This week’s lead story isn’t a review but a profile, looking at Guy Warren who is turning 100. It’s not something that happens every day among artists, who tend to become victims of the Bohemian lifestyle or inhale too many dangerous fumes in the studio. Guy has managed to limit himself to a whiskey every night while avoiding the pub sessions he always found deadly boring. As for the paint fumes, well maybe like Bill Clinton he didn’t inhale.
After a long session talking to Guy, who is feeling a little physically dilapidated but remains as sharp as a scalpel, I’m left wondering if – apart from genes – the key to a long life is an invincible sense of equanimity. Guy is opinionated and forthright, but completely lacking in malice and resentment. He doesn’t wallow in regrets and acts as if he’s only at the start of a promising career! It’s an instinctive philosophy of tolerance and live-and-let-live that sets him apart from most people in the world today.
One has only to glance at the news – particularly the news from America, alas – to see people acting hysterically about vaccinations, masks, gun control, and a thousand other things that should be matters of common sense and common good. Politics has become so perverted from anything to do with genuine civil service that it’s more like a blood sport in which the aim is to eliminate your opponent by means fair or foul. Truth, once the first casualty of war, is now the first casualty of peacetime political life. It’s a deadly battle in the United States, where the Republican Party is lurching ever further into extremist territory. In Australia we have a kind of low-level buffoonery with a PM obsessed with spin over substance being occasionally tripped up by reality.
But the true sign of a society on the slide is the fact that the craziness and authoritarian impulses are not coming from only one direction. Earlier this year there was a story about the University of Leicester deciding to drop all literature courses that looked at work prior to 1500 CE, which means that Chaucer, Beowulf and Malory are for the chop. In their place will be “modules on race, ethnicity, sexuality and diversity, a decolonised curriculum and new employability modules.”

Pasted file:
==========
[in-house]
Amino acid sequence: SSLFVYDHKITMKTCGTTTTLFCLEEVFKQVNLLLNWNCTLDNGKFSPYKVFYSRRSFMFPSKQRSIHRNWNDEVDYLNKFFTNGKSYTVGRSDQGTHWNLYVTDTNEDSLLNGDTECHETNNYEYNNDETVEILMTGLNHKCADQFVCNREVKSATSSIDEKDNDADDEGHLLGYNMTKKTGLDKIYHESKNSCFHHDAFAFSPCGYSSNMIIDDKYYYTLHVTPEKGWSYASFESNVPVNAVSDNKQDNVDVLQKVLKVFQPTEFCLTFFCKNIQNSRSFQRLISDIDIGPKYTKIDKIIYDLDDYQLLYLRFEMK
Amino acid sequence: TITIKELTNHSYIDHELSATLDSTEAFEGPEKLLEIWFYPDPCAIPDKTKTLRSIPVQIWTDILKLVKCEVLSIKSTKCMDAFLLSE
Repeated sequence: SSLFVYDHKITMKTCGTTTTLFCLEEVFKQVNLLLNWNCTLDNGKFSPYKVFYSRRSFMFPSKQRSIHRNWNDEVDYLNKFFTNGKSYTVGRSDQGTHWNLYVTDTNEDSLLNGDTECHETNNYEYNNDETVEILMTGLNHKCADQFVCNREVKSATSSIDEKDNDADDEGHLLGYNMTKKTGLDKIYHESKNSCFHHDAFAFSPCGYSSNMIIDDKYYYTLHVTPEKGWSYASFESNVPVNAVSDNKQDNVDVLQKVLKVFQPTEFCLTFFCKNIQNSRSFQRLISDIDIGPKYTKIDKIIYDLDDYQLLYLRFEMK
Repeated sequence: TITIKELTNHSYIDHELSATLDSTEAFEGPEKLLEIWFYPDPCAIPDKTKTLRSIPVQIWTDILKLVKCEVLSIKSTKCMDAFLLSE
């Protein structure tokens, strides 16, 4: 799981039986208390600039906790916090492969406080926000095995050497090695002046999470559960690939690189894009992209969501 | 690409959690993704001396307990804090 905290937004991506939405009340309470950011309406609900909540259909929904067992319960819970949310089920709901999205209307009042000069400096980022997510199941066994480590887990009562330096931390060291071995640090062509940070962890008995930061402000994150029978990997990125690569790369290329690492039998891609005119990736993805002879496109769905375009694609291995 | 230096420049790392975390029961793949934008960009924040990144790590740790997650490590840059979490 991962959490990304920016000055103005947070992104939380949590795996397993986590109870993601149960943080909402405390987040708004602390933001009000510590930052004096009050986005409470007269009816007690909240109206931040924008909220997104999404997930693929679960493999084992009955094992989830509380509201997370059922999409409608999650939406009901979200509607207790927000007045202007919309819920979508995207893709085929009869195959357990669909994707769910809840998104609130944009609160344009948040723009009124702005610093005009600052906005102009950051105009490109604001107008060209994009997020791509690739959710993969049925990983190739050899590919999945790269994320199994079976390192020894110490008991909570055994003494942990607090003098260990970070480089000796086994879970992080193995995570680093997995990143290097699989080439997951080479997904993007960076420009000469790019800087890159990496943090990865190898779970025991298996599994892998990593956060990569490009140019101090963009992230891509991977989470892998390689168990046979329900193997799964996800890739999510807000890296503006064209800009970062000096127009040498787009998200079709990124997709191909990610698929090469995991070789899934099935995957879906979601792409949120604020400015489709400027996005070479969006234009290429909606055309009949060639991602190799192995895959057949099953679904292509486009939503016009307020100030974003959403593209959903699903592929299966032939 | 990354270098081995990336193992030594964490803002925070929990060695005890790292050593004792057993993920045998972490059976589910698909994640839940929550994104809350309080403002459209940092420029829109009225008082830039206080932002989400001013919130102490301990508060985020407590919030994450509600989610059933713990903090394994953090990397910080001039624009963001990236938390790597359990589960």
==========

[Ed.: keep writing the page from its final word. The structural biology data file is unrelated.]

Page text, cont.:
The first observation about these “excitingly innovative” new courses, is that even the language used to describe them is appallingly bad English. Instead of studying The Canterbury Tales, one can now sample “new employability modules”. The revamp of courses caters to the perceived popularity of different topics, treating students not as people willing to work and learn, but customers who will only take courses that appeal to their own shallow prejudices and preferences. One of the reasons for dropping pre-1500 literature is that it simply can’t be “decolonised”.
This is a particularly gross example of the intellectual and commercial debasement of universities but there are countless other instances of the dumbing down of tertiary courses to make them easier or more ‘relevant’ to today’s students. One of the side-effects of this process is that it hampers an understanding of the past, or at least an understanding not filtered through the modish ideological fixations of the present. We are creating a generation of ignorant, narrow-minded bigots who seek to impose their own version of morally and politically correct behaviour on everyone else.
The culture warriors of the left antagonise the culture warriors of the right. Round and round it goes in an ever-decreasing spiral and until everything implodes in a black hole of mutually asssured stupidity. If Guy Warren has made it through to 100 it’s not because he spent his life raging about partisan political nonsense and seeking to impose his will upon others. We should all take a lesson from his playbook, but – like global warming – chances are that it’s already too late.
The film being reviewed this week is Aaron Sorkin’s The Trial of the Chicago 7, which is only available on Netflix but is far superior to this week’s theatrical releases. The best of the bunch was probably Antoinette in the Cévennes, which is a charming French comedy but not exactly deep. By contrast, Sorkin’s film is a political talk-fest that draws out all the underlying antagonisms that bedevilled – and still bedevil – American society. It demonstrates the gulf that exists between the rhetoric of democracy and personal freedom, and the reality of a state devoted to the maintenance of power. Most importantly the film shows that our present-day dilemmas were all active in the 1960s. Momentarily restrained by a liberal ascendency it has only required social media, with its capacity for spreading hate speech far and wide, to bring all the old demons back to life.